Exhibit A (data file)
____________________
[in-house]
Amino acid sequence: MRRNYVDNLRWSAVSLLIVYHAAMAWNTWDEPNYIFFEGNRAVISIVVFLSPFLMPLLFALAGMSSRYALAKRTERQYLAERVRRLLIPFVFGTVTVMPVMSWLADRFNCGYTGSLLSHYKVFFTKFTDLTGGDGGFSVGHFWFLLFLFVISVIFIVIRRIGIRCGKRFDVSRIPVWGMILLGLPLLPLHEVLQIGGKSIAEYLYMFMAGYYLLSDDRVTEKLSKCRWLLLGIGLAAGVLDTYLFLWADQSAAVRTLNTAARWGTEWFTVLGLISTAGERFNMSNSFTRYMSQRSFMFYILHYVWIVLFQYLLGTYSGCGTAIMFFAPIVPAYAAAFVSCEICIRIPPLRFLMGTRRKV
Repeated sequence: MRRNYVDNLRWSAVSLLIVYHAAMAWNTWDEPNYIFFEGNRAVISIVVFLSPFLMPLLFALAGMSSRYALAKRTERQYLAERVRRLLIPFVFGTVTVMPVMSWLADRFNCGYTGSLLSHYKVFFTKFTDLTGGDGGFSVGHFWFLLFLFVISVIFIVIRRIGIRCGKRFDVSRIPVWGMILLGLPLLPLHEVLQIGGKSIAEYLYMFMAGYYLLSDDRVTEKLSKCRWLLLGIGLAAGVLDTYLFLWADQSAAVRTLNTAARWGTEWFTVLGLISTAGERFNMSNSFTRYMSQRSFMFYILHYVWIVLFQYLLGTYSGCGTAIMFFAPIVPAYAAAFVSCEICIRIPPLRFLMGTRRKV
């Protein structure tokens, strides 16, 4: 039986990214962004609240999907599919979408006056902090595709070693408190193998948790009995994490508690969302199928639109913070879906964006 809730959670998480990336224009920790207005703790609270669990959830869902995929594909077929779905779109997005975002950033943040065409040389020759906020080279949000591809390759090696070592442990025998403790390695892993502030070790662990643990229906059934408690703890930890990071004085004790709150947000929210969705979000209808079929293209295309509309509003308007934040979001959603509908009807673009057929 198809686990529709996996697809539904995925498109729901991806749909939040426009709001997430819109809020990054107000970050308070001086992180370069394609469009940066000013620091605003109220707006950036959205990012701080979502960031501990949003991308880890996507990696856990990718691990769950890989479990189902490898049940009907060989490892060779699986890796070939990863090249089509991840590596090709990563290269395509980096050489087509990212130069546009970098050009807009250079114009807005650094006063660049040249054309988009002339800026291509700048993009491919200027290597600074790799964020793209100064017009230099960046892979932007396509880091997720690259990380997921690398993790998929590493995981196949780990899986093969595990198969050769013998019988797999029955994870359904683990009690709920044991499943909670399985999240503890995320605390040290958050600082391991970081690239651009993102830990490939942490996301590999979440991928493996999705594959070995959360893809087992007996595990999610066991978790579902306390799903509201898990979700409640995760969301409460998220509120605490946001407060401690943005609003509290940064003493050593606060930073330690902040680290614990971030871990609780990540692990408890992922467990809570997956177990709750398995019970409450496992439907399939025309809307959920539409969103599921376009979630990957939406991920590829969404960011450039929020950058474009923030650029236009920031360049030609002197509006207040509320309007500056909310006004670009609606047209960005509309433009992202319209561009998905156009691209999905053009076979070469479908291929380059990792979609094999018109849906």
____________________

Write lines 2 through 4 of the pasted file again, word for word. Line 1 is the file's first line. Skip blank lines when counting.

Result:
Amino acid sequence: MRRNYVDNLRWSAVSLLIVYHAAMAWNTWDEPNYIFFEGNRAVISIVVFLSPFLMPLLFALAGMSSRYALAKRTERQYLAERVRRLLIPFVFGTVTVMPVMSWLADRFNCGYTGSLLSHYKVFFTKFTDLTGGDGGFSVGHFWFLLFLFVISVIFIVIRRIGIRCGKRFDVSRIPVWGMILLGLPLLPLHEVLQIGGKSIAEYLYMFMAGYYLLSDDRVTEKLSKCRWLLLGIGLAAGVLDTYLFLWADQSAAVRTLNTAARWGTEWFTVLGLISTAGERFNMSNSFTRYMSQRSFMFYILHYVWIVLFQYLLGTYSGCGTAIMFFAPIVPAYAAAFVSCEICIRIPPLRFLMGTRRKV
Repeated sequence: MRRNYVDNLRWSAVSLLIVYHAAMAWNTWDEPNYIFFEGNRAVISIVVFLSPFLMPLLFALAGMSSRYALAKRTERQYLAERVRRLLIPFVFGTVTVMPVMSWLADRFNCGYTGSLLSHYKVFFTKFTDLTGGDGGFSVGHFWFLLFLFVISVIFIVIRRIGIRCGKRFDVSRIPVWGMILLGLPLLPLHEVLQIGGKSIAEYLYMFMAGYYLLSDDRVTEKLSKCRWLLLGIGLAAGVLDTYLFLWADQSAAVRTLNTAARWGTEWFTVLGLISTAGERFNMSNSFTRYMSQRSFMFYILHYVWIVLFQYLLGTYSGCGTAIMFFAPIVPAYAAAFVSCEICIRIPPLRFLMGTRRKV
């Protein structure tokens, strides 16, 4: 039986990214962004609240999907599919979408006056902090595709070693408190193998948790009995994490508690969302199928639109913070879906964006 809730959670998480990336224009920790207005703790609270669990959830869902995929594909077929779905779109997005975002950033943040065409040389020759906020080279949000591809390759090696070592442990025998403790390695892993502030070790662990643990229906059934408690703890930890990071004085004790709150947000929210969705979000209808079929293209295309509309509003308007934040979001959603509908009807673009057929 198809686990529709996996697809539904995925498109729901991806749909939040426009709001997430819109809020990054107000970050308070001086992180370069394609469009940066000013620091605003109220707006950036959205990012701080979502960031501990949003991308880890996507990696856990990718691990769950890989479990189902490898049940009907060989490892060779699986890796070939990863090249089509991840590596090709990563290269395509980096050489087509990212130069546009970098050009807009250079114009807005650094006063660049040249054309988009002339800026291509700048993009491919200027290597600074790799964020793209100064017009230099960046892979932007396509880091997720690259990380997921690398993790998929590493995981196949780990899986093969595990198969050769013998019988797999029955994870359904683990009690709920044991499943909670399985999240503890995320605390040290958050600082391991970081690239651009993102830990490939942490996301590999979440991928493996999705594959070995959360893809087992007996595990999610066991978790579902306390799903509201898990979700409640995760969301409460998220509120605490946001407060401690943005609003509290940064003493050593606060930073330690902040680290614990971030871990609780990540692990408890992922467990809570997956177990709750398995019970409450496992439907399939025309809307959920539409969103599921376009979630990957939406991920590829969404960011450039929020950058474009923030650029236009920031360049030609002197509006207040509320309007500056909310006004670009609606047209960005509309433009992202319209561009998905156009691209999905053009076979070469479908291929380059990792979609094999018109849906």